Developed for educational use at MIT and for publication through MIT OpenCourseware.

No investment decisions should be made in reliance on this material.

89

Random Uniform Number Generation

1.

a) truly random numbers

ii. must be from external source like radioactive decay

b) Quasi-random numbers

i. difficult to implement

ii. optimize uniformity

c)

Pseudo-random numbers

i.

ii.

iii.

iv.

look independent and uniform

prevailing method

many algorithms available, see Knuth

No investment decisions should be made in reliance on this material.

90

Conversion to Random Normal

1.

a normal 0,1 by mapping the the uniform draws to the CDF

of the standard normal curve:

1

1

0.9

0.8

0.7

0.6

0.5

0.4

0.3

0.2

0.1

-5 STD

+5 STD

Developed for educational use at MIT and for publication through MIT OpenCourseware.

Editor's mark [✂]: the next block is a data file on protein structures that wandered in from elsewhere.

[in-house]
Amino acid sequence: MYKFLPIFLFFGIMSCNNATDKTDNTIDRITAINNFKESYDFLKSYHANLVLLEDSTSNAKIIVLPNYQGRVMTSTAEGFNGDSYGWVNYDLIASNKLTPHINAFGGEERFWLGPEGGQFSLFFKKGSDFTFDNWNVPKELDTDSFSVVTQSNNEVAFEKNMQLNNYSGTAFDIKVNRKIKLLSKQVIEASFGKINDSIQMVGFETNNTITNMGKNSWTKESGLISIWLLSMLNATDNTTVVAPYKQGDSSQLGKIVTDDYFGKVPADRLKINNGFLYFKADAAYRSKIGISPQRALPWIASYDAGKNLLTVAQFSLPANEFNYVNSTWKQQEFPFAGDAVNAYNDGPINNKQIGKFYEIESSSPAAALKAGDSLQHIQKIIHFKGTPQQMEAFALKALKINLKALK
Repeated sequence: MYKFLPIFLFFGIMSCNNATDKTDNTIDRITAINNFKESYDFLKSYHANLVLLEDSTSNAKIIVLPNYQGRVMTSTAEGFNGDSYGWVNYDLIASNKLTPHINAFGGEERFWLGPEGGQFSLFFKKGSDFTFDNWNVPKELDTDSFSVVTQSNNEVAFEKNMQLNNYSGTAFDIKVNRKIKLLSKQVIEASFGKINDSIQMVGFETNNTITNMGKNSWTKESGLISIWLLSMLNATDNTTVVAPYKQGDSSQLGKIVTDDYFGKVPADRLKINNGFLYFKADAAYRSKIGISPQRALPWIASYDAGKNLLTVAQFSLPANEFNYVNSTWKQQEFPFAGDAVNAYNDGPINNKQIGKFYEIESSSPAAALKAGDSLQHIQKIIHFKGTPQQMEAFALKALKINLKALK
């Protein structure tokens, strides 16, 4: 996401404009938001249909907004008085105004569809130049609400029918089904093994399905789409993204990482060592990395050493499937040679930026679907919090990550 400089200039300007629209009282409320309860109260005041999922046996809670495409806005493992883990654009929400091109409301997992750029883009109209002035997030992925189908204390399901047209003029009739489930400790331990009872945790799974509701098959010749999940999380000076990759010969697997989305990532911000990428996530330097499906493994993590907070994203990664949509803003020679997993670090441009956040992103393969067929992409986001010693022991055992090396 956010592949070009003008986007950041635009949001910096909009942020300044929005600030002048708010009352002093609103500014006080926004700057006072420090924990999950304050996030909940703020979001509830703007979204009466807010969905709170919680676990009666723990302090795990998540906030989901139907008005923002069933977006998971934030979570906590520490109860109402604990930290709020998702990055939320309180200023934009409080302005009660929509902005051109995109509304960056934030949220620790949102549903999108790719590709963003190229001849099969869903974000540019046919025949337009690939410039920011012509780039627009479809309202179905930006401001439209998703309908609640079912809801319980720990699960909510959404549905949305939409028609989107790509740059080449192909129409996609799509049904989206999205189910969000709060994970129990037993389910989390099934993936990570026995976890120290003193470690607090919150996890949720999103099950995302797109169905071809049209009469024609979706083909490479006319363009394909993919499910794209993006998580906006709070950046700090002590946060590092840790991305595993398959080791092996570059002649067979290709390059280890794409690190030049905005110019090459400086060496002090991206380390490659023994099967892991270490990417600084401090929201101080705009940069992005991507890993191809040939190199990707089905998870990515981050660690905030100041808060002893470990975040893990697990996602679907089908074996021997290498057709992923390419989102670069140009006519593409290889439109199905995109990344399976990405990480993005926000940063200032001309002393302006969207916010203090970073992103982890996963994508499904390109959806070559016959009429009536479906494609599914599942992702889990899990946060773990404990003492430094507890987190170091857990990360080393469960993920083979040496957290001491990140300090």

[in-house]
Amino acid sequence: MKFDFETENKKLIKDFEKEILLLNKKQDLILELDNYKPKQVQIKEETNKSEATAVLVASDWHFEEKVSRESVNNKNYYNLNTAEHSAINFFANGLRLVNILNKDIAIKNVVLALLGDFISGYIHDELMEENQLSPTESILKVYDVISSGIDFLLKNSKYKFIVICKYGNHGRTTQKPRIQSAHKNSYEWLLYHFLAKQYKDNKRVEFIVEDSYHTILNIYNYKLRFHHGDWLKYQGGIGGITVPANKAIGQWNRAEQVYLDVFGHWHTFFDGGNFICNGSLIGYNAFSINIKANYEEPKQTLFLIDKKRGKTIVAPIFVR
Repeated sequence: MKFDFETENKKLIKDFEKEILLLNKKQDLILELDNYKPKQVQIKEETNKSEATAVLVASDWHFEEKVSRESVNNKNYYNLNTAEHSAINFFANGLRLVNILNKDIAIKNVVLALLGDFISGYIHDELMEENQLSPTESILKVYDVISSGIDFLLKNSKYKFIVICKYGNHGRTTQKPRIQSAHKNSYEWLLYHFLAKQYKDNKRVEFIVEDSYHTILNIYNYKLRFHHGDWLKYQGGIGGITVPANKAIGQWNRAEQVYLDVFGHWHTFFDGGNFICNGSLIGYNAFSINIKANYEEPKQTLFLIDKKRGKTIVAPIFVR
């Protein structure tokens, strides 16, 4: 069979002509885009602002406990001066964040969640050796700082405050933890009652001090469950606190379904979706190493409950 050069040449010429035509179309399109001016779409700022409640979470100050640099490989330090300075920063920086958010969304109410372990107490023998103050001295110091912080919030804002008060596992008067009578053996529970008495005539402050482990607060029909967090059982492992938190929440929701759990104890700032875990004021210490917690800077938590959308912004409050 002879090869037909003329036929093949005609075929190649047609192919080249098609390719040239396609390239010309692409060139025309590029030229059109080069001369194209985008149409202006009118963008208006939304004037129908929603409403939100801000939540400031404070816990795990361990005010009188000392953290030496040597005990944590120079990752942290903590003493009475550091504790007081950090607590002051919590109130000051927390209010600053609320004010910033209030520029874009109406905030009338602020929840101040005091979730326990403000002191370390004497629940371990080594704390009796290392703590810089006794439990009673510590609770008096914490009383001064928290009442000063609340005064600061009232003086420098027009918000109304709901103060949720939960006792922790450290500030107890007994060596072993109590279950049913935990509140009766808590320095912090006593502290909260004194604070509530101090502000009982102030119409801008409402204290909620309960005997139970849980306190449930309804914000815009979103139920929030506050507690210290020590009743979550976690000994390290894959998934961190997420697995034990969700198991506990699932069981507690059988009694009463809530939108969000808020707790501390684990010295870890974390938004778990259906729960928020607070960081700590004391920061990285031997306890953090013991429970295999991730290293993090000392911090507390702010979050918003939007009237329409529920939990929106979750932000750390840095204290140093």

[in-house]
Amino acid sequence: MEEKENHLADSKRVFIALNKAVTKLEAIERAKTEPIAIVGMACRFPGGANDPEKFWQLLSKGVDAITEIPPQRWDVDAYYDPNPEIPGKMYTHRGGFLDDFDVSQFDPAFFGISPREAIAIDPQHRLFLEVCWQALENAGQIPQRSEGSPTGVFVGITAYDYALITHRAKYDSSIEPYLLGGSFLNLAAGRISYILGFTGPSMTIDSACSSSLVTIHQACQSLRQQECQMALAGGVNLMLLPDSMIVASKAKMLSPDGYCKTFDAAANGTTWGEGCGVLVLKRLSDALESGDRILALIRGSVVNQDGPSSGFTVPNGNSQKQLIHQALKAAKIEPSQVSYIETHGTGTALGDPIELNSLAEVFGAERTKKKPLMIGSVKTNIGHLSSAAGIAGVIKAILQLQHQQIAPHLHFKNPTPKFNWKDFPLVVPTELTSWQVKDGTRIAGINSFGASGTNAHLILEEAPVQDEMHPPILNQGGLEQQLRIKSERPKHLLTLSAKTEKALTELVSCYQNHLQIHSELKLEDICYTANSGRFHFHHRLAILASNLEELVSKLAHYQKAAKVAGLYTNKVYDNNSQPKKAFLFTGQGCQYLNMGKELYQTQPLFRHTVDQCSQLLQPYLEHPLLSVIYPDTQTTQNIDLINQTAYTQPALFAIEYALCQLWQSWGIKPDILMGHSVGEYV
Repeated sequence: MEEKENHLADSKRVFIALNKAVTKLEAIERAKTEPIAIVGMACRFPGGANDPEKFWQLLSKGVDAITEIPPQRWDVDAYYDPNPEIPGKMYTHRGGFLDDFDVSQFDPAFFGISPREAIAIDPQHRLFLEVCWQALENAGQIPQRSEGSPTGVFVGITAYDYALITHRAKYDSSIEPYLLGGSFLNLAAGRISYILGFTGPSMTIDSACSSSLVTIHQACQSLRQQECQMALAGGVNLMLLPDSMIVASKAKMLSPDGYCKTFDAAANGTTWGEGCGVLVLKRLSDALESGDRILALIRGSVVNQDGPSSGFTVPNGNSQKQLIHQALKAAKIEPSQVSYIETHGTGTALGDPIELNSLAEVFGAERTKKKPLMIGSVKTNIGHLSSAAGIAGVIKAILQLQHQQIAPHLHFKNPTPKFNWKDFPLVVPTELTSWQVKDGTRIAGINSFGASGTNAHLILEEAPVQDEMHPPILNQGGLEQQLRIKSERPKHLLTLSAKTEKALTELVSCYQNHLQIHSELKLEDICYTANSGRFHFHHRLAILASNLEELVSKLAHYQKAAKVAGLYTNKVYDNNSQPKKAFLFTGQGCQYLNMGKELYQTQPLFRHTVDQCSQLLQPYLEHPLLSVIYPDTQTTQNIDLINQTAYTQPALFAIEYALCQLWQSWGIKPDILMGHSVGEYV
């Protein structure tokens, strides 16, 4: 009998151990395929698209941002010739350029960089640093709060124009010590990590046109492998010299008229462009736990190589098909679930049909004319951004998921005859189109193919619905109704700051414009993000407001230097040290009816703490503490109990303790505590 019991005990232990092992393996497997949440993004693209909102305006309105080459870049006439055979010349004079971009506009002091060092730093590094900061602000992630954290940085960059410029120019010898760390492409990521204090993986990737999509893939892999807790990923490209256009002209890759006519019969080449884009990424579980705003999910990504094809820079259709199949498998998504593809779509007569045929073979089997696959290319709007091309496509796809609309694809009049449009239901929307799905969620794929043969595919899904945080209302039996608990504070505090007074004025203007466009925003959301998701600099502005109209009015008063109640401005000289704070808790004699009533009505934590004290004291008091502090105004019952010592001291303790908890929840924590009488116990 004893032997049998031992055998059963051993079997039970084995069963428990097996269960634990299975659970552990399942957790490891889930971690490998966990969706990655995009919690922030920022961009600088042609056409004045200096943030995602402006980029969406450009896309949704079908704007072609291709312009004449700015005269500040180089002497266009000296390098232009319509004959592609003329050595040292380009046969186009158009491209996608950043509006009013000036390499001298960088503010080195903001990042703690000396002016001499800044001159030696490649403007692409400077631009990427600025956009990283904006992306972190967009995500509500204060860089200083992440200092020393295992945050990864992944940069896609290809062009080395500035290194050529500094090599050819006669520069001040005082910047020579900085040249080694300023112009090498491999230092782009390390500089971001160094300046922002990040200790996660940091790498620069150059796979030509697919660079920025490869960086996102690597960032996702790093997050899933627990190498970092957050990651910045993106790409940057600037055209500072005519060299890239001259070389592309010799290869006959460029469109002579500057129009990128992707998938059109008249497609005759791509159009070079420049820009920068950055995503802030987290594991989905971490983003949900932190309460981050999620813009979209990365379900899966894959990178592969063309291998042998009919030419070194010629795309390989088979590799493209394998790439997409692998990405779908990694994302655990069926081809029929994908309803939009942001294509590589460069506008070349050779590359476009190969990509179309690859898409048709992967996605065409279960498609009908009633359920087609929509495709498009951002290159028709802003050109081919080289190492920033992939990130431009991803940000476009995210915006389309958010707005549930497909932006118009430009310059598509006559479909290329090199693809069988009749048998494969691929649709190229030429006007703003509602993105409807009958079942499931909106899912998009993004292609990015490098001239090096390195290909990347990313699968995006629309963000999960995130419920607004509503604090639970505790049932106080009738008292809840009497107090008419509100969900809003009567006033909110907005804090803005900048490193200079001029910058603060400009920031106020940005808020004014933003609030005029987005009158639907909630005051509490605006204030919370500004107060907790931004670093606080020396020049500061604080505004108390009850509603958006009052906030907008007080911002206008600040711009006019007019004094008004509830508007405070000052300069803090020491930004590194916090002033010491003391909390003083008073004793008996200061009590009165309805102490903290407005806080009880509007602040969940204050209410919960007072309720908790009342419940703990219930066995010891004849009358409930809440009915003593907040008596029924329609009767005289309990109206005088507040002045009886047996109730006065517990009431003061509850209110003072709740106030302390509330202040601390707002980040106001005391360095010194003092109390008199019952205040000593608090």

No investment decisions should be made in reliance on this material.

91

Covariance Matrix Construction

1.

Buy or Build

a) coverage

b) assumptions

i. missing data

ii. weighting

2.

Differencing Interval

b) scalability

No investment decisions should be made in reliance on this material.

92

Matrix Factoring

1. Goal: to get a square root matrix

2. Computationally, the most complex part of

Monte Carlo simulation

3. Details given in Numerical Recipes in C

No investment decisions should be made in reliance on this material.

93

Matrix Factoring

Two Methods

Cholesky

computationally simpler

used by several packages

requires positive definite matrix

create lower triangular such that S = LL

Eigenvalue-Eigenvector decomposition

more complex

more robust

create E and such that S = EE

No investment decisions should be made in reliance on this material.

94